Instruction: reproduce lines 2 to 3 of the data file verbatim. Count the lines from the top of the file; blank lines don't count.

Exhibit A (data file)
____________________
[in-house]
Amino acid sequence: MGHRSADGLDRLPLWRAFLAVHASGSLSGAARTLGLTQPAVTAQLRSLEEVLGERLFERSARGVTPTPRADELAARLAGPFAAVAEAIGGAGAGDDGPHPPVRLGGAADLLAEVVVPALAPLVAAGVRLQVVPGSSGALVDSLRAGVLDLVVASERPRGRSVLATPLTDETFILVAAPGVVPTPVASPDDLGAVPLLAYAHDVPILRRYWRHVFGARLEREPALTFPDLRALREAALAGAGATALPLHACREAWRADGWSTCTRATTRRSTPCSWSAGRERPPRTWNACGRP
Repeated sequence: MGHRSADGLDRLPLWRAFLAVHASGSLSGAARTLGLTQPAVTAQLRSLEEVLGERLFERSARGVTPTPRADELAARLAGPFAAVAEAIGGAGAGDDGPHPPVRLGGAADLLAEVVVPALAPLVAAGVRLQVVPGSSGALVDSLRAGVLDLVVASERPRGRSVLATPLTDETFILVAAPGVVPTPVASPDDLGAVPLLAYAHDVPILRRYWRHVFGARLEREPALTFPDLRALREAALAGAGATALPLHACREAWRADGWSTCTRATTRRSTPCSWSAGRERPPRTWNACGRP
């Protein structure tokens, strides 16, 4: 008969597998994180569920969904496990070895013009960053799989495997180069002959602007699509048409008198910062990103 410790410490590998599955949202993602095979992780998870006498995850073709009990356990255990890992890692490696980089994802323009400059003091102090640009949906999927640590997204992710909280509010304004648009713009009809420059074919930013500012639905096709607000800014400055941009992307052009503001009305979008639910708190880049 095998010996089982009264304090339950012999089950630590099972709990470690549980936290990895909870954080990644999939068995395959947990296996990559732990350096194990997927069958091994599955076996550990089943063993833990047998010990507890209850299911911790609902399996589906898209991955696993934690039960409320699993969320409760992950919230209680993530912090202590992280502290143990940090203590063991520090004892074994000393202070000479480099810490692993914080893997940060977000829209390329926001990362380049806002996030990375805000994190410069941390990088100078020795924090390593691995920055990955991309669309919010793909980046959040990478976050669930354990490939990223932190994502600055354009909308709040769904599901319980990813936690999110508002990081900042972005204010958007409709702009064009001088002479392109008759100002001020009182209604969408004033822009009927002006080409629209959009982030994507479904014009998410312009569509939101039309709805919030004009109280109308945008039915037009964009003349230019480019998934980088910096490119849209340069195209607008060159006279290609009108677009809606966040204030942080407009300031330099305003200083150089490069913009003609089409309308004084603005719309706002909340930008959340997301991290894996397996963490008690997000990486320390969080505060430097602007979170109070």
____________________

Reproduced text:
Amino acid sequence: MGHRSADGLDRLPLWRAFLAVHASGSLSGAARTLGLTQPAVTAQLRSLEEVLGERLFERSARGVTPTPRADELAARLAGPFAAVAEAIGGAGAGDDGPHPPVRLGGAADLLAEVVVPALAPLVAAGVRLQVVPGSSGALVDSLRAGVLDLVVASERPRGRSVLATPLTDETFILVAAPGVVPTPVASPDDLGAVPLLAYAHDVPILRRYWRHVFGARLEREPALTFPDLRALREAALAGAGATALPLHACREAWRADGWSTCTRATTRRSTPCSWSAGRERPPRTWNACGRP
Repeated sequence: MGHRSADGLDRLPLWRAFLAVHASGSLSGAARTLGLTQPAVTAQLRSLEEVLGERLFERSARGVTPTPRADELAARLAGPFAAVAEAIGGAGAGDDGPHPPVRLGGAADLLAEVVVPALAPLVAAGVRLQVVPGSSGALVDSLRAGVLDLVVASERPRGRSVLATPLTDETFILVAAPGVVPTPVASPDDLGAVPLLAYAHDVPILRRYWRHVFGARLEREPALTFPDLRALREAALAGAGATALPLHACREAWRADGWSTCTRATTRRSTPCSWSAGRERPPRTWNACGRP